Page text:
I am responding to a July 31 Bee editorial demanding that the city of Fresno move quickly on an interior-inspection ordinance. It would mandate an inspection of every single rental unit in the city, 89,000-plus units, from single-family homes to large multifamily apartment complexes.
The Bee editorial board took me to task for suggesting that there are other options to addressing Fresno’s slum housing.
Having attended the most recent Code Enforcement Task Force meeting, I can report that there is no universal agreement on the administration’s mandatory inspection scheme. Indeed, in conversations I had following that meeting, some industry leaders told me they felt set up, believing that the mayor pulled the cockroach-ridden carpet out from underneath them.
My council colleague, Clint Olivier, initiated a semiheated discussion when he asked simple questions about cost and who was going to pay for these mandatory searches. We found out quickly that nobody in the room had any idea what the cost was going to be, just that whatever it was, it would be the landlords footing the bill.
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At that point, property owner Terance Frazier strongly suggested the cost should be split with the city, and that it wasn’t fair for the administration to demand that landlords and investors shoulder the entire burden. But before there were any answers, if there were answers to be had, the mayor nixed the conversation as the meeting was already running long.
If what I saw in that task force meeting was any indicator, this conversation is far from complete. So I have some suggestions I would like to see taken seriously.
If you want to fight slumlords, which I do, you should create policies that target slumlords. You don’t create a policy that punishes everybody just to go after a few bad apples.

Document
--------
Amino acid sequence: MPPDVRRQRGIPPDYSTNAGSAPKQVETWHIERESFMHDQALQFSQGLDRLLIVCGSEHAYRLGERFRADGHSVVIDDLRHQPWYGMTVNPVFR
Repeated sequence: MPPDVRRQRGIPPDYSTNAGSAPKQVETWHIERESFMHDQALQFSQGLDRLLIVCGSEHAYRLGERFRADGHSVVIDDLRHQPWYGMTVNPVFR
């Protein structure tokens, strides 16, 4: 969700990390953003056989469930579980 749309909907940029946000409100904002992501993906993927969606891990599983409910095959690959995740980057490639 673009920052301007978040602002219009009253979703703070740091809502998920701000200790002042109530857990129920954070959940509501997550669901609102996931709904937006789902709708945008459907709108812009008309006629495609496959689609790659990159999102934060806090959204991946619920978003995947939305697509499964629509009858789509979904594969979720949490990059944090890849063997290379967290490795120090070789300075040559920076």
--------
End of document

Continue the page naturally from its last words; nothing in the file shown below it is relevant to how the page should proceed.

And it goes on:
Here’s a suggestion: Properties that have an inordinate number of police and code-enforcement calls for service should trigger some form of inspection. In that process, we will know if we have an irresponsible slumlord on our hands.
At that point, we can penalize that slumlord into submission for not living up to our community’s standards. If we need to tweak or tighten up a few of those standards, now is the appropriate time. This type of action targets the problem directly and leaves well-run properties and responsible landlords alone.
Unfortunately the mayor and anti-landlord activists want to swat a fly with a sledgehammer. The problem with that approach is that, when you use a sledgehammer to take out a fly, you destroy the table, countertop or windowsill underneath, and often miss the fly!
That is my No. 1 problem with the current proposal: It doesn’t focus on the few scumbags, but goes after everybody. If these activists have their way, we’ll have McCarthy Era-style lists, tribunals and persecutions. It’ll create massive damage to our entire rental community. That’s not fair and certainly not business-friendly.
The mayor has a few scant months left in her term, and I don’t blame her for wanting to see this project through to completion. But if we rush this, I predict we will end up with a policy full of errors – punishing good and responsible landlords and Fresno taxpayers. Worse yet, we might hurt the very people we are intending to help.
Most of us in business know the cost of these inspections will eventually be passed on to the tenants. Most of these tenants live below the poverty line, and cannot afford a rent increase with their limited incomes. Will renters be forced to the streets because of this?
Do tenants even want these inspections? What if an inspector knocks on their door and the occupants decline? Would that inspector come back with a search warrant? Can tenants opt out of an inspection? And if so, how is that fair?
What are we to do if, during a mandatory inspection, we find there is something the tenant is doing that is creating slum conditions? Are we going to punish a tenant like we would a landlord?
The city of Fresno already has an inspection service for any tenant who feels abused or neglected by their landlord at no cost. Guess what? Few ever take advantage of it. My guess is many tenants don’t want these inspections any more than their landlords. Truth is, the people who really want these inspections are the social-justice activists.
Answering these questions and vetting these ideas require a thorough conversation and that takes time. I suggest we take the time to do this right.
Fresno City Councilman Steve Brandau represents District 2. He can be reached at 559-621-8000.